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SPOKANE, Wash. — A record crop of apples, coupled with the West Coast port slowdown earlier this year, is taking a toll on Washington apple growers.
Nearly $100 million worth of apples that cannot be sold have been dumped into fields across central Washington, the nation's most productive apple region. The apples are being left to rot and compost in the hot sun, an unusual occurrence for an industry that has found ways to market ever-growing crops.
"If we wouldn't have had the port slowdown, we wouldn't have needed this," Todd Fryhover, president of the Washington Apple Commission in Wenatchee, said of the dumping.
He estimated that apple exporters lost at least three weeks of their season because of labor problems at West Coast ports. Along with a record supply of apples, that created surpluses that could not be shipped profitably to markets or processors, Fryhover said.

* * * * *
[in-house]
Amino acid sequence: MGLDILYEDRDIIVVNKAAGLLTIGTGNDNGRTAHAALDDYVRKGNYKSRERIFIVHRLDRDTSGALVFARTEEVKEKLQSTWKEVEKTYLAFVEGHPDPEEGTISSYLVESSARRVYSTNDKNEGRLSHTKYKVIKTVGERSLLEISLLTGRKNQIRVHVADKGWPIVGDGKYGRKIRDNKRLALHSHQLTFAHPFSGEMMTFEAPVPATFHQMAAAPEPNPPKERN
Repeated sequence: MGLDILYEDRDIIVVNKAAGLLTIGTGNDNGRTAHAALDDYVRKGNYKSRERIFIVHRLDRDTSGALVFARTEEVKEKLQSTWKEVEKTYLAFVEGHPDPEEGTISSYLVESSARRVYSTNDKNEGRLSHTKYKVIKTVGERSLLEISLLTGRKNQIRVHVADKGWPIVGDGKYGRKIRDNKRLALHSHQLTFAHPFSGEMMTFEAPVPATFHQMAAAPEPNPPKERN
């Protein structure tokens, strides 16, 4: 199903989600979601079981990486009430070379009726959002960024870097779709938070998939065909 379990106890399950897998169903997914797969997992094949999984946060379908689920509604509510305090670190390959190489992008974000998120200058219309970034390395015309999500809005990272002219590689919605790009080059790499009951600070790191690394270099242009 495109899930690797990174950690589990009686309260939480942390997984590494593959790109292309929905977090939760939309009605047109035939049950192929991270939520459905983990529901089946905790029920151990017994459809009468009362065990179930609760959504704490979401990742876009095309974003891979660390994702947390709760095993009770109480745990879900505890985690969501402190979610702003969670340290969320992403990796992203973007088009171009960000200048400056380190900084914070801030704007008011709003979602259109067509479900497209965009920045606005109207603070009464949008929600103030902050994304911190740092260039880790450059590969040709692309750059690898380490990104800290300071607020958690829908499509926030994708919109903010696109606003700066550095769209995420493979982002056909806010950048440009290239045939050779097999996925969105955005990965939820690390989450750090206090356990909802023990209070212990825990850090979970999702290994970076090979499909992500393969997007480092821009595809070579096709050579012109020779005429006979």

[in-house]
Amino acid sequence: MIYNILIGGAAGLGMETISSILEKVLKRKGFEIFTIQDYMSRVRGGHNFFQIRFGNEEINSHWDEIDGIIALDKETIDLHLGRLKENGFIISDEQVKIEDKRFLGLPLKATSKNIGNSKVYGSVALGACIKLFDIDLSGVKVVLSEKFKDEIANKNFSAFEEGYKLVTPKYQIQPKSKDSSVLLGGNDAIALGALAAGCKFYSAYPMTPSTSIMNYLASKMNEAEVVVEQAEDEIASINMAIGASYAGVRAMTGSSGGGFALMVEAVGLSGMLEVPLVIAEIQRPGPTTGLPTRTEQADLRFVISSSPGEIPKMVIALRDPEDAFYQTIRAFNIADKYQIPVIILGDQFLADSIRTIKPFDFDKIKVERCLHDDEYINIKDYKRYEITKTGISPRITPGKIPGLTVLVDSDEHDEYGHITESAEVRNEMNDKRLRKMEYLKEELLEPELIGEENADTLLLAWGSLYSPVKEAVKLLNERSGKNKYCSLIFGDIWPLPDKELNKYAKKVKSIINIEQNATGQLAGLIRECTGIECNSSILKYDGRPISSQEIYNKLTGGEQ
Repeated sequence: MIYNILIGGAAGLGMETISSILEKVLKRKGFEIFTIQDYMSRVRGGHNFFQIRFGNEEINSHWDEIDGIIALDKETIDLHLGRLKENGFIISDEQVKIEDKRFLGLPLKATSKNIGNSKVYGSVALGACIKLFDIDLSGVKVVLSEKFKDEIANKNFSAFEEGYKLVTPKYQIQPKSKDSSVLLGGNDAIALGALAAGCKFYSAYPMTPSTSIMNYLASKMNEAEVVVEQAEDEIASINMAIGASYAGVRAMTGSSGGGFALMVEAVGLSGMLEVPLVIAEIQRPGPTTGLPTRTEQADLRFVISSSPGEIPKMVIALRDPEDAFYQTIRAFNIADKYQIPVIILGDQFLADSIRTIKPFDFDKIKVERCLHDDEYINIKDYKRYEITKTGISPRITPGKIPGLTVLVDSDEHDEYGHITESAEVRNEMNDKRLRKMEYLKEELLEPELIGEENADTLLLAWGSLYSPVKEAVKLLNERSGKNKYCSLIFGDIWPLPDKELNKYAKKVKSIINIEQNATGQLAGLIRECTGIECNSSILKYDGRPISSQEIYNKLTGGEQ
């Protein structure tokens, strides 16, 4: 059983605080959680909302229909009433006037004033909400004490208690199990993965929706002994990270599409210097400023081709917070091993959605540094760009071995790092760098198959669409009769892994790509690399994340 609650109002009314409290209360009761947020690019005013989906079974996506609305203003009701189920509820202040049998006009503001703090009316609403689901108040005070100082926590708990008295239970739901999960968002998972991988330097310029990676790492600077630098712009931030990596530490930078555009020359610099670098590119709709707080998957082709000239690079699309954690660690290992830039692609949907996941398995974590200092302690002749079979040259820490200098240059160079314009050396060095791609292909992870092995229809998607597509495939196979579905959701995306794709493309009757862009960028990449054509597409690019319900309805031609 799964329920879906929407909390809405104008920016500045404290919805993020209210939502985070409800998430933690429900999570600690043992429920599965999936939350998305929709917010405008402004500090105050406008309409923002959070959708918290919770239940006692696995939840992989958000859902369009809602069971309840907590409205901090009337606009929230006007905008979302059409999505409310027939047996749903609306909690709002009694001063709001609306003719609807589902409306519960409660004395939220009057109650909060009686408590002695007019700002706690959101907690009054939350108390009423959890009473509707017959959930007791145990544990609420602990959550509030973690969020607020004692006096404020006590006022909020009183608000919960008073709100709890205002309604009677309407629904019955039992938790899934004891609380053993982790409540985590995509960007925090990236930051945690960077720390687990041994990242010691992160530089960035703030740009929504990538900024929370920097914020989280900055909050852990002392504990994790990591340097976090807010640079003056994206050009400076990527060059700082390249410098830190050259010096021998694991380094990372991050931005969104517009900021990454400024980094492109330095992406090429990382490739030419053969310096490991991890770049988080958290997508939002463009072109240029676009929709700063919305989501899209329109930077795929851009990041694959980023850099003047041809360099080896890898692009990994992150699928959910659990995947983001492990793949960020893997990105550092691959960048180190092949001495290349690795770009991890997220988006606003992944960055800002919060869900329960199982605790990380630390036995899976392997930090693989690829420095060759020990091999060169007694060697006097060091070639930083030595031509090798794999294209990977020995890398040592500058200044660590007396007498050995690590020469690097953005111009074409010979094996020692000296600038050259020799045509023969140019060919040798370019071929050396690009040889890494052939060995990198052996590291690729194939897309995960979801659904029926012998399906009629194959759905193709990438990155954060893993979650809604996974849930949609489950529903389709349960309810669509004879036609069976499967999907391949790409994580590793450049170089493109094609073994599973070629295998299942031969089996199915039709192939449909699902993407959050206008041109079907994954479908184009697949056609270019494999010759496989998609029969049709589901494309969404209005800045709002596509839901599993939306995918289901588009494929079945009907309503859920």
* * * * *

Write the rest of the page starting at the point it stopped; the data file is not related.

The Washington State Tree Fruit Association estimated $95 million in lost sales because of apples that could not ship, a figure Fryhover considers low.
Washington is by far the nation's largest producer of apples, a crop worth about $2 billion a year to the state's farmers. The 2014 crop totaled a record 150 million boxes, which weigh about 40 pounds each. About a third of the apples each year are exported to more than 60 countries.
The labor dispute that hobbled international trade through West Coast seaports earlier this year didn't officially end until last week, when the union representing dockworkers announced its members had ratified a five-year contract.